dinsdag 7 juni 2011

RSA mocking hype

And so finally RSA aknowledged that the march hack can in fact result in risks. It took some while and perhaps because of this the tweetosphere exploded by all experts mocking RSA: SecurID is unsafe now. And the fact that RSA said to replace unsecure SecureID's for only a few 'high risk' customers made things even worse.

And alas, for RSA things will not get better soon. Being vague about the theft of whatever was stolen does not help getting back the trust that was lost today.

But there is another problem. Media report that SecurID is corrupted, but, as long as we don't know what the real problem is, I have not yet seen an objective problem analysis. What is the real risk for a regular RSA customer? Is everybody just repeating (RT'ing) others without thinking for themselves?

Fact: trust in RSA is low. No fact: SecurID is corrupted.

Let's just think of an attack scenario like this:
An attacker can calculate the security code, based on knowledge of the algorithm, using a seed from the stolen dataset. But, what seed is the seed that belongs to a token that is used for authentication? What token is used? A web login form does not contain this information. Besides one would need a valid userid (for a Windows domain), a valid password and the pincode of the device, that is needed to proof the legitimed use of the token.

Unless an attacker has all this information, he cannot authenticate. An attacker might fool the RSA authentication server, that is not enough to enable access. More is required. That makes me think that the documented attacks must be inside jobs and that the insiders had to steal the RSA data as well to make further remote access possible.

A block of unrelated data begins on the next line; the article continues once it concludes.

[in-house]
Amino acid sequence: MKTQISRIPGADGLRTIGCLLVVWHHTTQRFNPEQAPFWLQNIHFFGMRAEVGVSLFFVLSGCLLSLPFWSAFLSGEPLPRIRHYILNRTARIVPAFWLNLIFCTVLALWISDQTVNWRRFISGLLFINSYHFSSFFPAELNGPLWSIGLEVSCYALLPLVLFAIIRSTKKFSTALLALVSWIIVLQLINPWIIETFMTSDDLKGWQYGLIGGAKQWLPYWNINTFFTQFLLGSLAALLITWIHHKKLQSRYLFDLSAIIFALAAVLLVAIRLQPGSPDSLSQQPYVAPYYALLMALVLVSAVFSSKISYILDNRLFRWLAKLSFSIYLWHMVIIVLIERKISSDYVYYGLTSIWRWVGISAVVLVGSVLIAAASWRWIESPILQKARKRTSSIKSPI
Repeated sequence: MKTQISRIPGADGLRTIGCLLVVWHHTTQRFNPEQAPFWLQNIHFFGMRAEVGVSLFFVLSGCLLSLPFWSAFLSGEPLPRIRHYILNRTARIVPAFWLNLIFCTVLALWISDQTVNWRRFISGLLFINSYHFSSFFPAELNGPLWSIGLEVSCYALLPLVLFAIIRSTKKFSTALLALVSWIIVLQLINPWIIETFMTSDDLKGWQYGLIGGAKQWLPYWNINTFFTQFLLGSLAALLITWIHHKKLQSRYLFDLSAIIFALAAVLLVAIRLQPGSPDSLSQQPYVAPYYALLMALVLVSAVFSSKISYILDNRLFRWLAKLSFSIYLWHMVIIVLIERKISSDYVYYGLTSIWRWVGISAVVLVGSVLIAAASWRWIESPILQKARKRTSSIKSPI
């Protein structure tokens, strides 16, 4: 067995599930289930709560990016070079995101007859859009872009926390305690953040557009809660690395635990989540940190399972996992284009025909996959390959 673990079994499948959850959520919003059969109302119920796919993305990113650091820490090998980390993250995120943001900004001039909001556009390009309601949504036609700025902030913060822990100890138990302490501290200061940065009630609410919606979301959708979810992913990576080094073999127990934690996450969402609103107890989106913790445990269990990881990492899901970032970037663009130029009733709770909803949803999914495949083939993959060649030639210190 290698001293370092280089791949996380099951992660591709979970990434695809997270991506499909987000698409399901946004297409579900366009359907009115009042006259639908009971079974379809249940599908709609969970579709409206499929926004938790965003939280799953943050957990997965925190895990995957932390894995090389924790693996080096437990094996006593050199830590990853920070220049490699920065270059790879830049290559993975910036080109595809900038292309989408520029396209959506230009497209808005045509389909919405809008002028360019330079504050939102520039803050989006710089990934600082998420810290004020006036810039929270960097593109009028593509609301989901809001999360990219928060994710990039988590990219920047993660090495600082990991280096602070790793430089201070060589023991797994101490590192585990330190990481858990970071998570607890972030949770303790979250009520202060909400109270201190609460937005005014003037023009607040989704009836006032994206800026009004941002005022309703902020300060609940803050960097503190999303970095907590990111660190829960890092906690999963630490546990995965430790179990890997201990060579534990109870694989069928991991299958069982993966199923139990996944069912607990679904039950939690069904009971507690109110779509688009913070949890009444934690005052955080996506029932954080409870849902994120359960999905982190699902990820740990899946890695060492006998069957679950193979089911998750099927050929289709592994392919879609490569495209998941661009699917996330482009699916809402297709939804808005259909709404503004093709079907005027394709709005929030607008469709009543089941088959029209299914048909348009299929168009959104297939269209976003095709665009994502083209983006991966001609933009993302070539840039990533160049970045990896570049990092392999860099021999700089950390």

I may be wrong, must be because of all the fuss by the security community, but I really don't see SecurID compromised. I don't trust it now, because the strange moves of RSA, but as far as I can see, SecurID can still be used as a means for strong authentication. But we need to know more of the data loss and we need to know more of the (obscure) security model.

And no, besides being a SecurID user I have no relationship whatsoever with RSA.

zaterdag 4 juni 2011

Personal digital lockers and standards

A new trend is born, the secure personal digital locker. It used to be called the Digital Vault, but locker feels a lot more personal.

What's the purpose of a locker? It's a storage area for your personal data. The principle behind the locker (as defined by Google's Schmidt) is that you are the owner of your data.

Interestingly, now I know of at least 4 dedicated cloud based locker systems: Qiy, Digidentity, Singly, Azigo. And of course there is Google, iTunes, Amazon
And it will not end here, many more will appear, multi platform tools and apps, and, of course, the inevitable patent wars will happen too. Nevertheless, it seems a nice concept.

But having a locker is only the start. You have to get your data in there. And using a web form to upload is not very practical. Automatic interfaces will have to appear that enable upload from service providers to lockers of their customers, thereby transforming physical output on paper to digital output for delevering and storage in digital lockers.
Interesting, especially for those service providers, it will save massive amounts of paper, quite some business case!

But how will this end? Will everyone have just one locker? Or do we split risks and have separate lockers for different aspects of our lives?
And how can service providers know which locker to use to send data to? And which digital identity is required to open a locker? What legislation is there, can governments open my locker? And what if I die?

Plenty questions and hardly any answers yet. But I know for certain that we need open standards, at least locker provider should use open standards. Standards to be able to send data, upload, standards for identity.

[rant mode]And puhlease, get rid of those patents in order to make this new ecosystem work. Long time ago I had a Compuserve account and I feel that all current patent discussion can be stopped by pointing as Compuserve as an example of prior art.[/rant] (sorry about this)